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How to deal with a 16 month old hitting

(6 Posts)
kitkat321 Wed 30-Mar-16 12:29:01

My little girl has developed a bit of a bad habit - whenever she gets annoyed/tired or just feels like it she'll hit/scratch - usually she aims for the face!

I seem to bear the brunt of it but she will do it to her daddy/gran also and on some occassions has struck out at other children - she hit a little girl in her toddler group on the head with a plastic fire engine the other day just because she came into her space. Mortified!!

We've spoken to the nursery and the staff haven't witnessed any of this behaviour thankfully and apparently she plays nicely with the other kids.

When she does it I try holding her hand away to stop her hitting and telling her that we don't hit, hitting is naughty but she just laughs and keeps trying.

I've also tried lifting her away from me and sitting her on her own and ignoring her for but that doesn't have much affect either athough seems to work better than giving it any attention.

Any suggestions how to help stop this behaviour? It can literally come from nowhere sometimes!

jannier Wed 30-Mar-16 14:34:41

Can I ask how many voices you have? Sounds strange but we all talk in our normal conversation voice then generally have a playful voice what many struggle with is the firm no I'm not happy voice...not a shout but a lower firmer tone. Generally when you get that right they know your serious and stop laughing ...the danger is they are not used to it so may be confused and cry first time around as its an unknown mummy and crying get a cuddle, but you have to resist more than a return to normal voice and explain Lo cant get the message that hitting gets cuddles. Explanations have to be short like NO hitting hurts. Many parents actually laugh or look happy I've known one child who repeatedly bit and dad would make a joke of it, until she bit a flap of skin in his chest, his scream of pain got through and she never bit again.
Hitting and biting are pretty normal until a child learns to share, take turns and have words to ask or say no...try playing sharing turn taking games giving praise for waiting etc and give her the word she can use like no.
When you say ignoring her doesn't bother her what do you mean?

kitkat321 Wed 30-Mar-16 14:47:06

Hi - I have a very stern "No" voice - developed through years of having a disobedient dog!

I mean that ignoring her and not giving attention to the act doesn't seem to work either - sometimes she'll just keep coming at you trying to hit, others she'll happily go play herself although there are times when she's suddenly comes over all loving and looking for attention as if she understand that bad behaviour = no attention.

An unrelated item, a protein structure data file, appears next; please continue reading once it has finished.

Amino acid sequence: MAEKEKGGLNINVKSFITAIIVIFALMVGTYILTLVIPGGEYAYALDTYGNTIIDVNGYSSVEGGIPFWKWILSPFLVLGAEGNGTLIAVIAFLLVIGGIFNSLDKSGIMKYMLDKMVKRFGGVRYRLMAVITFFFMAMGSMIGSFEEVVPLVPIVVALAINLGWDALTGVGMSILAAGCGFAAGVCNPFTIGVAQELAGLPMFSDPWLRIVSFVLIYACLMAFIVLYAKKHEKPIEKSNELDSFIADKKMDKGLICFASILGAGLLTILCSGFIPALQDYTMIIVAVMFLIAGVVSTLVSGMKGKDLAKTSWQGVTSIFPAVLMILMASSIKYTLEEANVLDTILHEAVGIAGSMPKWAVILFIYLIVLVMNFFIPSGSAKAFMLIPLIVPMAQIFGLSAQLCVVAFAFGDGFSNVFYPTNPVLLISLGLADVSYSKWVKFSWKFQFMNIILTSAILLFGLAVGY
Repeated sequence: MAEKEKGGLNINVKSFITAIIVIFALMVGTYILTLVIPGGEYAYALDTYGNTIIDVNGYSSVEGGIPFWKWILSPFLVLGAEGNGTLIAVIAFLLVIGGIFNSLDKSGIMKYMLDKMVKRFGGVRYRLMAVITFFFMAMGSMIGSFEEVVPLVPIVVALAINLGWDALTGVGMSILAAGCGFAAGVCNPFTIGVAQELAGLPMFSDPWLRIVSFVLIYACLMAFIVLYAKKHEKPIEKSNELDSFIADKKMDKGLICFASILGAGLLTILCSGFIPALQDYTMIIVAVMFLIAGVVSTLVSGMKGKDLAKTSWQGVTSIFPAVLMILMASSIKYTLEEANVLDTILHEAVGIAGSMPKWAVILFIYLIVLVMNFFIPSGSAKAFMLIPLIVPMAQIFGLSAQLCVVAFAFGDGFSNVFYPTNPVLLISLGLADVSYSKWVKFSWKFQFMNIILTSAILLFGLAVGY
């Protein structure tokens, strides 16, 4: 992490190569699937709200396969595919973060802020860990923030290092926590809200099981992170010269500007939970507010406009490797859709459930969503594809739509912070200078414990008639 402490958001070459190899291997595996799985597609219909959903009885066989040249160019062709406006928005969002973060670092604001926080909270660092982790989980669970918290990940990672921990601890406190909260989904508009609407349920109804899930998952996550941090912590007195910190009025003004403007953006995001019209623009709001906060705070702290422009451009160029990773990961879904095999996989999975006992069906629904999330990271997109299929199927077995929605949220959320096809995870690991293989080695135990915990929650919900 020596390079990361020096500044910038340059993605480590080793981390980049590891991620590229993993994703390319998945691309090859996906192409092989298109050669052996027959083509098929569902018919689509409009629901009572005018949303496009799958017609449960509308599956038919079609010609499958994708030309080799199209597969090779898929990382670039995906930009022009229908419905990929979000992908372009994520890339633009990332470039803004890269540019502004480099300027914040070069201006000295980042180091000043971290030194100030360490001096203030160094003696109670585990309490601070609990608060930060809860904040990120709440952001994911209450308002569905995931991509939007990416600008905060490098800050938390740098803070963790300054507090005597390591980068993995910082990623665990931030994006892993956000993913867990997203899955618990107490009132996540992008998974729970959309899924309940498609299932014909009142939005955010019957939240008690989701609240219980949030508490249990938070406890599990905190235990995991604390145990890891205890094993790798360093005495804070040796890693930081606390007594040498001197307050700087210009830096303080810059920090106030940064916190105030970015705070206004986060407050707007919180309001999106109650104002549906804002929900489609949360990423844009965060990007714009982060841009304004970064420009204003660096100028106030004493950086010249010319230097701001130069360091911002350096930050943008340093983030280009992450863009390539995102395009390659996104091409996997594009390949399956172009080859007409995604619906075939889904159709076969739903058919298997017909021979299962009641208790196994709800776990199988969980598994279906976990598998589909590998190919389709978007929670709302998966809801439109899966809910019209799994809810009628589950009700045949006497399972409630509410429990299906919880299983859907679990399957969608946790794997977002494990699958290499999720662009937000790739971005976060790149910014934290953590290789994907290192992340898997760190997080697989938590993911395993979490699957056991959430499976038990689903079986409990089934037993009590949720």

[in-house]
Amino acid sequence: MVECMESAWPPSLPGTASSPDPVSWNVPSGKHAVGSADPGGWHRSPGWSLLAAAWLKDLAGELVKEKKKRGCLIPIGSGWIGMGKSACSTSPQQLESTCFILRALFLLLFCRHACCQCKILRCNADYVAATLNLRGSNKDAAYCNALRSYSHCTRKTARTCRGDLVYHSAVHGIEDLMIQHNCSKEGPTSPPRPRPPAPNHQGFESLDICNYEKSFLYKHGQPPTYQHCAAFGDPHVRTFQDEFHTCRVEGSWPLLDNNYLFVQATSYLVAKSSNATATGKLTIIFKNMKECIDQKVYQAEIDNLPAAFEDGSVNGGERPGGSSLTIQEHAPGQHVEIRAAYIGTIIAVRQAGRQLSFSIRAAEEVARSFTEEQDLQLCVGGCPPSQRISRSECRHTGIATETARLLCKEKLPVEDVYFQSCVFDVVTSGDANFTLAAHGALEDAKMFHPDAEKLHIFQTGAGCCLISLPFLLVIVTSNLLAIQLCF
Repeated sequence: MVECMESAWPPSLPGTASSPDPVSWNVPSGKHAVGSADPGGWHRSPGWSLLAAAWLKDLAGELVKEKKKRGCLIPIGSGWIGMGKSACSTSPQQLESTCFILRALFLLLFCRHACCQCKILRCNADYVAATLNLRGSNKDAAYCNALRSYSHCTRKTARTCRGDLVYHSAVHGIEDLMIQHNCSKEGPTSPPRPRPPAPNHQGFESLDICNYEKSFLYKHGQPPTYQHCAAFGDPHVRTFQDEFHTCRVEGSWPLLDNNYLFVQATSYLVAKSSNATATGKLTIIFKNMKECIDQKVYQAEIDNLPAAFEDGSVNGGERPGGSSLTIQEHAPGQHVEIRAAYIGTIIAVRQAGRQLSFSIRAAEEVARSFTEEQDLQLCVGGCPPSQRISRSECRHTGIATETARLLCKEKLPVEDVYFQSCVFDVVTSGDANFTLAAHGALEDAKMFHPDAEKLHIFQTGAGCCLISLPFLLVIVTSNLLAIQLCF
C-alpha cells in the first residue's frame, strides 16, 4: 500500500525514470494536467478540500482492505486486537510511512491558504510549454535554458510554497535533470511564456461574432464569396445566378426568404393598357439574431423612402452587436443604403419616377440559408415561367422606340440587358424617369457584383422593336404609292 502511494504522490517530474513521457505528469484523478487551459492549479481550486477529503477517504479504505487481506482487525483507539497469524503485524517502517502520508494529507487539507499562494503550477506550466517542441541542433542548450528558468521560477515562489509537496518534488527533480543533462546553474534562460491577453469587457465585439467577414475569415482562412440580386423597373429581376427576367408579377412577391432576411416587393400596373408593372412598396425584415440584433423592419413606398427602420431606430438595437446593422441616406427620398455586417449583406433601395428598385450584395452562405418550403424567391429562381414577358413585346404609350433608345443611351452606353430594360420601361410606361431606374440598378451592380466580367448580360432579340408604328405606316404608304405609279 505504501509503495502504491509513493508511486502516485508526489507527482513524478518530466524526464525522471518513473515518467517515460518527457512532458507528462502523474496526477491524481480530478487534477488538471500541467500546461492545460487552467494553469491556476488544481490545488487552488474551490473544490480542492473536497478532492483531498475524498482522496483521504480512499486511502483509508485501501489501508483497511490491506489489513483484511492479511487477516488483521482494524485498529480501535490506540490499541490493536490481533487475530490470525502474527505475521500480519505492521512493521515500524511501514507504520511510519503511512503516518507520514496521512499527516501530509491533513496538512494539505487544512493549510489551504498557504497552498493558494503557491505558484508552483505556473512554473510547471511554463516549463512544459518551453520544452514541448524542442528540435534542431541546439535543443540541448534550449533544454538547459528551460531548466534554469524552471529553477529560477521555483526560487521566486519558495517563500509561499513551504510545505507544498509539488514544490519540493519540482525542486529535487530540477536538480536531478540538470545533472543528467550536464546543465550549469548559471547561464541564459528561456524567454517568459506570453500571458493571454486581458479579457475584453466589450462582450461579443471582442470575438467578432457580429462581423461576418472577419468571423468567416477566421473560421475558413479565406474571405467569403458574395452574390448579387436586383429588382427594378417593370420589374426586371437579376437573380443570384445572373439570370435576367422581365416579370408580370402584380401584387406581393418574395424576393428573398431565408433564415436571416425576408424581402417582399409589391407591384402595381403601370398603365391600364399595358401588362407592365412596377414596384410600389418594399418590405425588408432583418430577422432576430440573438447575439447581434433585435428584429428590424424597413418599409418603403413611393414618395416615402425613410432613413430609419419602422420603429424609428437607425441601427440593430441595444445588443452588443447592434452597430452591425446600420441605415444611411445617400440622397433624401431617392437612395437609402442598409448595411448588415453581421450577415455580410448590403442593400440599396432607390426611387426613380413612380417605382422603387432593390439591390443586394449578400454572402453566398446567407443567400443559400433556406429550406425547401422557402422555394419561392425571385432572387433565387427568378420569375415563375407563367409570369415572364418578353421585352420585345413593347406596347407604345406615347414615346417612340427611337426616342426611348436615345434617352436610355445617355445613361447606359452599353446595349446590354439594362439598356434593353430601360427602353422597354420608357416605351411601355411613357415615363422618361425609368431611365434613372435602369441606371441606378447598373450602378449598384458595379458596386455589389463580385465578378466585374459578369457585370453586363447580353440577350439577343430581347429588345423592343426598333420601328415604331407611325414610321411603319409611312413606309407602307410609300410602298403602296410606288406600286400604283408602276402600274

Totally understand that it's just an age thing and her only way of communicating her feelings untill her speech is further developed but it can be quite horrible when she's in one of these moods!

jannier Wed 30-Mar-16 15:08:59

I think if she stops doing it and goes and plays or tries to be nice (I would say the words are you sorry for hitting) then its worked if she come at you again you have to put away from you again and again so she's getting the message you hurt you don't play, it takes a long time for some children, The best thing is to avoid the action by distracting or providing the words...have you noticed anything setting it off in particular like you talking to others?

kitkat321 Wed 30-Mar-16 15:21:09

No it really can be triggered by anything - with other kids it seems to be them invading what she perceived as her space.

With me though she can be sitting on my knee reading a book all smiles and they she just turns, give you a horrid look and then wallops me in the face!

jannier Wed 30-Mar-16 23:39:27

I think I would try to stay close when she's with younger children until she's learned its okay, give loads of reassurance its fine and if you feel she's getting over whelmed distract her back to a bigger space so she's not trapped encouraging all the children to spread out, maybe she's been squashed and pushed and its made her nervous. Try to give her words like no pushing (keep it simple and quick).
Is it after a few minutes as though she's not sure how to stop the activity and move away? You could again give her words like finished or all gone, play now, down please....if she hits you say it hurts and then use your words say down please/finished. I've had children who cry and get very distressed in these circumstances and over time this method has helped them. I try and judge ifa child has had enough by watching body language and remembering that if you were to use time out it would be one minute per year so 5 minutes of anything must feel like an hour would to us.

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